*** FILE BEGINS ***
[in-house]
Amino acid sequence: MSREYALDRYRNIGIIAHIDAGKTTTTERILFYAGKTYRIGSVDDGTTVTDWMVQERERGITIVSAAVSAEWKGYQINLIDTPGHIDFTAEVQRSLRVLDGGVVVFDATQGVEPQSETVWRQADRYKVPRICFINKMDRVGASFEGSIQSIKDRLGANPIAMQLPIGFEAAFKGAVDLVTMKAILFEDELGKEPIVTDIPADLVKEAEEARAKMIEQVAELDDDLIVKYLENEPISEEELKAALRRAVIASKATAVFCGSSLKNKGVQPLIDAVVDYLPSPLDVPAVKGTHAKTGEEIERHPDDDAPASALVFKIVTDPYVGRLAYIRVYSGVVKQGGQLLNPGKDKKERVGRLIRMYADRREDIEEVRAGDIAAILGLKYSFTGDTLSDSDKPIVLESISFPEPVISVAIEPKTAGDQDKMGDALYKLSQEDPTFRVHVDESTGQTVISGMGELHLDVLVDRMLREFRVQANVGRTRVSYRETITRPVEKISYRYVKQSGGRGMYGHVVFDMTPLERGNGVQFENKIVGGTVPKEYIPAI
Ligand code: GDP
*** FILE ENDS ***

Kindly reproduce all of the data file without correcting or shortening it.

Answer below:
[in-house]
Amino acid sequence: MSREYALDRYRNIGIIAHIDAGKTTTTERILFYAGKTYRIGSVDDGTTVTDWMVQERERGITIVSAAVSAEWKGYQINLIDTPGHIDFTAEVQRSLRVLDGGVVVFDATQGVEPQSETVWRQADRYKVPRICFINKMDRVGASFEGSIQSIKDRLGANPIAMQLPIGFEAAFKGAVDLVTMKAILFEDELGKEPIVTDIPADLVKEAEEARAKMIEQVAELDDDLIVKYLENEPISEEELKAALRRAVIASKATAVFCGSSLKNKGVQPLIDAVVDYLPSPLDVPAVKGTHAKTGEEIERHPDDDAPASALVFKIVTDPYVGRLAYIRVYSGVVKQGGQLLNPGKDKKERVGRLIRMYADRREDIEEVRAGDIAAILGLKYSFTGDTLSDSDKPIVLESISFPEPVISVAIEPKTAGDQDKMGDALYKLSQEDPTFRVHVDESTGQTVISGMGELHLDVLVDRMLREFRVQANVGRTRVSYRETITRPVEKISYRYVKQSGGRGMYGHVVFDMTPLERGNGVQFENKIVGGTVPKEYIPAI
Ligand code: GDP